Catriona Matthew talks up Europe Solheim Cup hero Suzann Pettersen

Victorious captain Catriona Matthew paid tribute to “trailblazer” Suzann Pettersen after the hero of Europe’s Solheim Cup triumph at Gleneagles announced her retirement from professional golf.

Matthew controversially selected Pettersen for her ninth appearance in the biennial contest despite the 38-year-old Norwegian having played just twice since November 2017 before the wild cards were named after taking time off to have her first child.

However, Pettersen repaid Matthew’s faith in amazing fashion by holing from six feet for a winning birdie on the 18th hole of her match with Marina Alex to give Europe victory over the United States by 14.5 points to 13.5.

“Over the last 20 years maybe she’s been one of the trailblazers in European women’s golf,” Matthew said.

“I think we’ve played on maybe seven, eight Solheim Cups together so she’s been a huge part of women’s golf and the Solheim Cup.

“It’s such a special moment for her. If this happens to be her last moment in professional golf, well, you may as well go out at the top.”

Starting the day tied at 8-8, the home side won three of the first four matches courtesy of Carlota Ciganda, Georgia Hall and Celine Boutier, before the United States fought back through wins for Nelly Korda, Brittany Altomare and Angel Yin.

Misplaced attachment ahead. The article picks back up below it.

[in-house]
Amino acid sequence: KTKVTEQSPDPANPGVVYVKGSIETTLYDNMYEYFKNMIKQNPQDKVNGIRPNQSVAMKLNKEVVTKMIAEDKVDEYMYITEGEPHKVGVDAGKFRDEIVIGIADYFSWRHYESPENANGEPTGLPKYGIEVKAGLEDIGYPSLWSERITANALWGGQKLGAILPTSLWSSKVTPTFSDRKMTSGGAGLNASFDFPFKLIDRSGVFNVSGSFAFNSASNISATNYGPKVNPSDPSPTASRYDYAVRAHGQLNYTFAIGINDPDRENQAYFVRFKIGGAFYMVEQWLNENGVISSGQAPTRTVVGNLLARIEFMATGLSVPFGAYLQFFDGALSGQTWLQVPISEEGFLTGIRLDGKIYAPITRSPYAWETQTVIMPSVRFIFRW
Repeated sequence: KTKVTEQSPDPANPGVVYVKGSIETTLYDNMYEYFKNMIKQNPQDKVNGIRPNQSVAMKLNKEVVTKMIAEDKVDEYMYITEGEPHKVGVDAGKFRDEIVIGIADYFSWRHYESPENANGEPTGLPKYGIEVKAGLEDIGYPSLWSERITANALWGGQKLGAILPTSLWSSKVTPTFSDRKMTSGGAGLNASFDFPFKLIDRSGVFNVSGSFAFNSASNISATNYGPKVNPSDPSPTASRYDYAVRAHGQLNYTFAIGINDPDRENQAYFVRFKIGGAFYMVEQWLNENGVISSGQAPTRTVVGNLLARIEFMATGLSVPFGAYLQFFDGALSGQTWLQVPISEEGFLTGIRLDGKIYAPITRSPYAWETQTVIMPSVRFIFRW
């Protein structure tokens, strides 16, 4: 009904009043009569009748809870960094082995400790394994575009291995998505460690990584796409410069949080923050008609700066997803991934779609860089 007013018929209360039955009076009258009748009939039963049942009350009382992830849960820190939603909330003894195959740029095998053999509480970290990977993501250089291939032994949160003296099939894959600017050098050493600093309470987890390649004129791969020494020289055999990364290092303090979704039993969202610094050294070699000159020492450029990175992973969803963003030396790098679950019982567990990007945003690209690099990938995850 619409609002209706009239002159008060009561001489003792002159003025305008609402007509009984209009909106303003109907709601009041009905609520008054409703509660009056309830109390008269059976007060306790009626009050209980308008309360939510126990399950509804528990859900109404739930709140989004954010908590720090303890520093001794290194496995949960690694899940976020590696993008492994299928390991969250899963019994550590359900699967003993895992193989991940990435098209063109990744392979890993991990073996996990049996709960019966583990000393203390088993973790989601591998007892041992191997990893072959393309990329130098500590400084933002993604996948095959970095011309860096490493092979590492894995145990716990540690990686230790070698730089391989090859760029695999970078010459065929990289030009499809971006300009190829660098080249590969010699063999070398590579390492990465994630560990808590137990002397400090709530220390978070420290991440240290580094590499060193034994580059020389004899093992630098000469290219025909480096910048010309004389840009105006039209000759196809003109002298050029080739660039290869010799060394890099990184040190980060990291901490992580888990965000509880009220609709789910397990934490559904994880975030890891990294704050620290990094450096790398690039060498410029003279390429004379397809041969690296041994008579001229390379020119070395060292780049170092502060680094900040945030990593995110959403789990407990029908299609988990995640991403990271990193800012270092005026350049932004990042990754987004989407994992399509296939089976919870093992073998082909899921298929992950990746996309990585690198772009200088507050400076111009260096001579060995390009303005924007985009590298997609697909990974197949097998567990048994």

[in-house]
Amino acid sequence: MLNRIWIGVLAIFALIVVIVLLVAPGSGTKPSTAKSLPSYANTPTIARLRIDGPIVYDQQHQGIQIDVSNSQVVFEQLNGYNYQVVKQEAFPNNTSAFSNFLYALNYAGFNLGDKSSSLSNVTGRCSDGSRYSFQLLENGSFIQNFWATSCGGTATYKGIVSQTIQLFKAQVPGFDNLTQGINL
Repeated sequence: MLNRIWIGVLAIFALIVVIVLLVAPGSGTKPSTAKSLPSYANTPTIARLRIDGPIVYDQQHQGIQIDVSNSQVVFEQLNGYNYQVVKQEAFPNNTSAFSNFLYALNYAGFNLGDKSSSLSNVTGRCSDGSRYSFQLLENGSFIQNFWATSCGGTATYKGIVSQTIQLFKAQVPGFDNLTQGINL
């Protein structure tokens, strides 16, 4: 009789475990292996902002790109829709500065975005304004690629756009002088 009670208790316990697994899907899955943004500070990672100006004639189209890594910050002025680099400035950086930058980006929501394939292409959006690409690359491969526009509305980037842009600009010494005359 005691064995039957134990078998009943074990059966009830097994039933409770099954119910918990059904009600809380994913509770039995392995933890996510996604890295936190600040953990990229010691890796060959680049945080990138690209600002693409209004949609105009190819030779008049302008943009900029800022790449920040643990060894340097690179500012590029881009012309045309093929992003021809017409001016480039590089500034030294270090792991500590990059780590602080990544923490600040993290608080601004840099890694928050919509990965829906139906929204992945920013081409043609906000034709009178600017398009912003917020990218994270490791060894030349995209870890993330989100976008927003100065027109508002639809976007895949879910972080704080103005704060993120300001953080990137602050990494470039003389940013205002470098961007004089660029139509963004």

Jessica Korda took Juli Inkster’s side in front for the first time by closing out Caroline Masson 3&2 and after Charley Hull made a mess of the last against Megan Khang to only claim half a point, Lizette Salas beat Anne Van Dam to get the visitors within half a point of retaining the trophy.

Catriona Matthew's side pulled off a stunning victory
Catriona Matthew’s side pulled off a stunning victory (Ian Rutherford/PA)

Anna Nordqvist’s win kept European hopes alive and Bronte Law’s victory over Ally McDonald left the outcome in the hands of Pettersen and Alex on the 18th.

Pettersen hit a superb approach to six feet and, after Alex missed from twice the distance, she amazingly held her nerve to hole the winning putt and spark jubilant scenes.

“I think this is a perfect end for my professional career. It does not get any better,” Pettersen said.

“I mean, can you ask for more? The last putt to win the cup, when it’s that close? I could never in a million miles dream it.

“I never thought I was going to be here four months ago. To have the confidence from Beany (Matthew) to give me a go, this is it.”

It was all a far cry from Pettersen’s last appearance as a player in 2015, when she played a major role in the controversial incident which sparked a brilliant fightback from the United States in Germany.

In the final fourball match held over from Saturday, Alison Lee missed a birdie putt to win the 17th hole and, after the ball finished two feet behind the hole, scooped it up with her putter thinking it had been conceded.

Pettersen insisted she was not going to concede and therefore won the hole, before refusing to follow captain Carin Koch’s suggestion to concede the 18th and ensure a halved match.

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